WASHINGTON (Michigan News Source) – The Ten-Minute Guide to Terms in the Israel-Hamas War:

What is Hamas?

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“Hamas” is an acronym for Harakat al-Muqawama al-Islamiya (the Islamic Resistance Movement). According to the Director of National Intelligence, it is “the largest and most capable militant group in the Palestinian territories.” The group has about 25,000 members and operates primarily in Gaza and the West Bank.

Hamas’s explicit goal is the destruction of Israel, seizure of its territory, and creation of an Islamic Palestinian state. In its 1988 charter, the group quotes Hassan al-Banna, founder of the Muslim Brotherhood: “Israel will exist and will continue to exist until Islam will obliterate it.”

According to Jason Gehrke, professor of history at Hillsdale College, Hamas can be broadly considered an offshoot of Iranian foreign policy. Because Iran provides explicit support, its ability to control or catalyze Hamas attacks is a bargaining chip in international relations.  Although U.S. officials say they do not have “direct information” linking Hamas’s recent attacks with Iran, deputy national security adviser Jon Finer said on Good Morning America that “Iran is broadly complicit in these attacks for having supported Hamas going back decades.”

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What is Palestine?

The Palestinians are an ethnic group descended from Arabs who inhabited a certain area of the Middle East. Arguments over the exact boundaries of this area persist, but ancient Palestine is generally thought to include the present-day state of Israel, though it has been split, conquered, and occupied many times throughout its history. Current-day Palestinians primarily reside in the West Bank, Gaza Strip, and within Israeli borders.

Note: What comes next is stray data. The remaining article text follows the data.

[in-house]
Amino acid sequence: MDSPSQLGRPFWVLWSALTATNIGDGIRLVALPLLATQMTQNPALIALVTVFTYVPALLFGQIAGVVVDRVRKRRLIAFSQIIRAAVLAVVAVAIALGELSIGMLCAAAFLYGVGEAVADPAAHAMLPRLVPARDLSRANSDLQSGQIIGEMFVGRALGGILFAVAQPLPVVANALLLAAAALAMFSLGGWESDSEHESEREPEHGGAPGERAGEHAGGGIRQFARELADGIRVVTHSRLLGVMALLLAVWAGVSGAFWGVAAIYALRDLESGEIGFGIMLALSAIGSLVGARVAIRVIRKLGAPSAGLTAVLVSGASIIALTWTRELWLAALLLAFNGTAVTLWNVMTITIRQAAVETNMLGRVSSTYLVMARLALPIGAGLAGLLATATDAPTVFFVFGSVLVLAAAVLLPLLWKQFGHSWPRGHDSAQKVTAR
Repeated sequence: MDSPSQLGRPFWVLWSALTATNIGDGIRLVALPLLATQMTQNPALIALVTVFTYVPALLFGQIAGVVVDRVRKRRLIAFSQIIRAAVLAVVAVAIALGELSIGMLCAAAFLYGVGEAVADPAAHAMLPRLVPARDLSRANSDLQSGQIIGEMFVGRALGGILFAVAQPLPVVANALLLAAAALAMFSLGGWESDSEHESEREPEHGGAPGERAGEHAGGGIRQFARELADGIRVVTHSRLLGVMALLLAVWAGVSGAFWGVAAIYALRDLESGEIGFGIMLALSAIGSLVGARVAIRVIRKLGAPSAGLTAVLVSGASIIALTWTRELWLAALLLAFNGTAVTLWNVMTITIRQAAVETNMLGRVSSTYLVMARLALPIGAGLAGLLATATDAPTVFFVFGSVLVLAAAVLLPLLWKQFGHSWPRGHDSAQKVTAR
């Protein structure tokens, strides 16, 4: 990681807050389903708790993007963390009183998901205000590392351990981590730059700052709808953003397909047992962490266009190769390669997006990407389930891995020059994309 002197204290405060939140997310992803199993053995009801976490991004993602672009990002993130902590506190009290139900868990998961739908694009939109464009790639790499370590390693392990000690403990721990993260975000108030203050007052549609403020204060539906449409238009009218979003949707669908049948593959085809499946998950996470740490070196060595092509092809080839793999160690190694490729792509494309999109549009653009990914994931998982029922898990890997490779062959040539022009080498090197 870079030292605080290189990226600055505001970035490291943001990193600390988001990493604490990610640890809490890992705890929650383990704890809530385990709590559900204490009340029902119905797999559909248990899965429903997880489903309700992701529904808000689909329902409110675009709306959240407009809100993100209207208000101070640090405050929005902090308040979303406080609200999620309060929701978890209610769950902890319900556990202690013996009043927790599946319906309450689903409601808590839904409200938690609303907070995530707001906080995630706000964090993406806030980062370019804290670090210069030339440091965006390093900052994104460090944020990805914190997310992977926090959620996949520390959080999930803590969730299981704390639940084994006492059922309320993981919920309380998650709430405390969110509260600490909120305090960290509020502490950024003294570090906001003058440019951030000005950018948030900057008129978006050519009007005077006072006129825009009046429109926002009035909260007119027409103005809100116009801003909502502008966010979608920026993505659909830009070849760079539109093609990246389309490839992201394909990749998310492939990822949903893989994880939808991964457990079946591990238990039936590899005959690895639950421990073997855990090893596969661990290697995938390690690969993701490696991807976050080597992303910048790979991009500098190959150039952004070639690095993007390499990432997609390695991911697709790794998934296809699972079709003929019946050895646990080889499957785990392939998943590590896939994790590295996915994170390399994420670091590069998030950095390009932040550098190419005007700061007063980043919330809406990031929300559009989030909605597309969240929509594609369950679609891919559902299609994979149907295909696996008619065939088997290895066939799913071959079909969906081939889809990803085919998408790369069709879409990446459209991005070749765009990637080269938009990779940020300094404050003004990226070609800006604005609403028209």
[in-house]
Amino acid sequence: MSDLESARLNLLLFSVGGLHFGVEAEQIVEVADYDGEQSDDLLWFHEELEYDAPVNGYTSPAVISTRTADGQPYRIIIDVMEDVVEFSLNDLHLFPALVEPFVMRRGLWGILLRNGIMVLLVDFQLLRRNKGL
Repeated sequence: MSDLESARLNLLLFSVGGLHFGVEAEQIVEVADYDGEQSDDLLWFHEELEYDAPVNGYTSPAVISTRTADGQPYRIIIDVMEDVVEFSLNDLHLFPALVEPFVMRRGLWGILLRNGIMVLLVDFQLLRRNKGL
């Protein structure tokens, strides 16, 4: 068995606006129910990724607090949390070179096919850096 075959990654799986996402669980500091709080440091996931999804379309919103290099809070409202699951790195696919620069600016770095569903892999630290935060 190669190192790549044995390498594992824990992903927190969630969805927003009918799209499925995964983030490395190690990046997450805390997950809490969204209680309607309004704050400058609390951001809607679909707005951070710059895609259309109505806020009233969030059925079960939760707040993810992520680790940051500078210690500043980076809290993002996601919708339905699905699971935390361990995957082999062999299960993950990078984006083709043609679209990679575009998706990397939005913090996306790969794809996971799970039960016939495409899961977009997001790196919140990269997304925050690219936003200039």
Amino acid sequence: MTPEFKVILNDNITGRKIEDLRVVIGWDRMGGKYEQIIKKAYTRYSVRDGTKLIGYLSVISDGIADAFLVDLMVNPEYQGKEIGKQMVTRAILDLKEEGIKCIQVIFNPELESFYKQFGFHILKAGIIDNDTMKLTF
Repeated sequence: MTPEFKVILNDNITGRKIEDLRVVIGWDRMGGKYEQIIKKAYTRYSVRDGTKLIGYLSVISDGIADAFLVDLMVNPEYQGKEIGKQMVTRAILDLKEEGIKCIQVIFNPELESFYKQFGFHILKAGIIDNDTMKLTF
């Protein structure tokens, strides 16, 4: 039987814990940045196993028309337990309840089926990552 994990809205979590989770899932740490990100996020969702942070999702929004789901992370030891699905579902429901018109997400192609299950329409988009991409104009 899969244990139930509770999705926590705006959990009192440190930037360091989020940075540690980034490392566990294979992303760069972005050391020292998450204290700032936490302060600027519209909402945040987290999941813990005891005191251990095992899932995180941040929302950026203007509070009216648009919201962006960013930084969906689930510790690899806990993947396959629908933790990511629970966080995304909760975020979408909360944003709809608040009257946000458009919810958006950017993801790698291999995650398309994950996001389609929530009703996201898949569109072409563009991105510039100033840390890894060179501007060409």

Palestinians have historically opposed Jewish immigration to the region, particularly after World War I when British policies encouraged a fresh wave of Jewish immigration. These policies eventually culminated in the creation of Israel as a state in 1948, marking the end of a 2,000-year period during which Israelis had no official homeland.

“In our consciousness, Israel is old,” Gehrke said. “In the Arab world, it’s a blip. It’s nothing.”

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Hamas has held de facto control of Palestinians in the Gaza Strip since it ousted the Palestinian Authority in 2007. In its covenant, Hamas marked itself as “a distinguished Palestinian movement, whose allegiance is to Allah, and whose way of life is Islam. It strives to raise the banner of Allah over every inch of Palestine ….” Hamas also “encourages [Palestinian nationalist movements] as long as they do not give their allegiance to the Communist East or the Crusading West.”

What happened on October 7?

At 6:30 a.m., Hamas terrorists tore down parts of the Gaza security fence (the “Iron Wall” on the Israeli side of the Gaza-Israel border) and fired rockets toward Israel. They then split up and began attacking Israeli towns and military bases.

The most publicized attack occurred at the Nova Music Festival, where partygoers were dancing and drinking to DJ music in an open field. With no warning, air raid sirens blared and rockets streaked overhead. Hamas had launched what many consider the worst civilian massacre in Israeli history, going on to kill hundreds and take about 150 hostages.

Why attack now?

Ideologically, the reason behind Hamas’s attacks is clear: “Our struggle against the Jews is very great and very serious … until the enemy is vanquished and Allah’s victory is realized,” Hamas wrote in its 1988 covenant. “Jihad is [Hamas’s] path and death for the sake of Allah is the loftiest of its wishes.”